The Gospel Project

Now that the countdown to Christmas and 2017 is behind us, we’ve moved on to a third countdown we’ve been anticipating: the launch of The Gospel Project. What is The Gospel Project? read more

Great Expectations?

I came across this quotation in the book Puritan Theology and thought it worth sharing:

Preaching the Word is a powerful means to blow on the coals of zeal and keep them aflame because God Himself speaks in preaching. When the Word is faithfully preached, God speaks to our hearts, lighting His match and blowing upon our coals with His Spirit to make our zeal burn afresh. Likewise, the faithful reading of Scripture feeds our zeal by pouring fuel on the holy fire in our bosom. The Word feeds our passion and love for God which He graciously placed in our hearts. If we would have our zeal aroused, we must not neglect to fuel it. If we would have this seed of grace come to full fruition in every area of our lives, we must cultivate it to full bloom.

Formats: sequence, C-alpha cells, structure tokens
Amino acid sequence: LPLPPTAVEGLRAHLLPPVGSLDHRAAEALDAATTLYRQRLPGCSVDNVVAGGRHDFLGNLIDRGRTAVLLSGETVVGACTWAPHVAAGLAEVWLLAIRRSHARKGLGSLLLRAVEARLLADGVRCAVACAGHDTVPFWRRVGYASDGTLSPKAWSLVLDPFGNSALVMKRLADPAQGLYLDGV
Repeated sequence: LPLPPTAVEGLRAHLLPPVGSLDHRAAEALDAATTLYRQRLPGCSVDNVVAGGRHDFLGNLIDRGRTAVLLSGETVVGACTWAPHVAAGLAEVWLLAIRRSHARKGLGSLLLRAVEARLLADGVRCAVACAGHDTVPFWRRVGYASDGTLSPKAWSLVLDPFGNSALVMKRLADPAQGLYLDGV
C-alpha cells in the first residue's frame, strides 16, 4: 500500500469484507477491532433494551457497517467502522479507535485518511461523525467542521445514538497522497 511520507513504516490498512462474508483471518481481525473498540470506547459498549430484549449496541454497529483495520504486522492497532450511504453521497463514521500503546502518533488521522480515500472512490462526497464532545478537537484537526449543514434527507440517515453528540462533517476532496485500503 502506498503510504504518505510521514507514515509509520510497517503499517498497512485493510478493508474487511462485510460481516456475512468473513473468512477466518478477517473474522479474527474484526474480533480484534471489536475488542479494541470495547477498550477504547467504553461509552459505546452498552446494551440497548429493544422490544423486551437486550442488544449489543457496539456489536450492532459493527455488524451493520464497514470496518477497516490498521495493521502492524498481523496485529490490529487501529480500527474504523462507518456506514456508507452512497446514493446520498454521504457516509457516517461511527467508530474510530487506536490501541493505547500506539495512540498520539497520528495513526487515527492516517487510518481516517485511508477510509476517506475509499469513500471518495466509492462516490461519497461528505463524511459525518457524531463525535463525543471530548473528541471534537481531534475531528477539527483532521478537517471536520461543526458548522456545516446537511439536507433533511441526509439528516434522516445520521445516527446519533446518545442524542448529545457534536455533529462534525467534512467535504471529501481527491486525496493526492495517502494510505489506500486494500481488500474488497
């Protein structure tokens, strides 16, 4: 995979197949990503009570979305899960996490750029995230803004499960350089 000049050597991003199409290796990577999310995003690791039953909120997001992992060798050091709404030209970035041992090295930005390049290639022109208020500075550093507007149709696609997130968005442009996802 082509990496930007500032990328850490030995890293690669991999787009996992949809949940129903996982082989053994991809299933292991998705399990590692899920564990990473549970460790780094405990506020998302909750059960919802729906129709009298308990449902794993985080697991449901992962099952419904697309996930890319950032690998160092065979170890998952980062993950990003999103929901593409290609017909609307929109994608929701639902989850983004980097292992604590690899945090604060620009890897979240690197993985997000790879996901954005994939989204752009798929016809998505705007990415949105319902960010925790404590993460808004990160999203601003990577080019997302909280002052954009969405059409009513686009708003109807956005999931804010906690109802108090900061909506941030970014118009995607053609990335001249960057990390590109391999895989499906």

Is that what we longingly expect to happen when we gather with God’s people week after week? If only we did! Pray for those who read the Word, preach the Word, and hear the Word that it may be so!

 

 

How to Use the Bible to Support Idolatry

On Sunday night we spent some time together as a congregation exploring revisionist arguments that attempt to demonstrate the legitimacy of monogamous, committed, same-sex relationships.  This coming Sunday we’ll explore some of the emotional arguments that we encounter, arguments that place tremendous pressure on us to cave in to our cultural moment by embracing what Scripture condemns.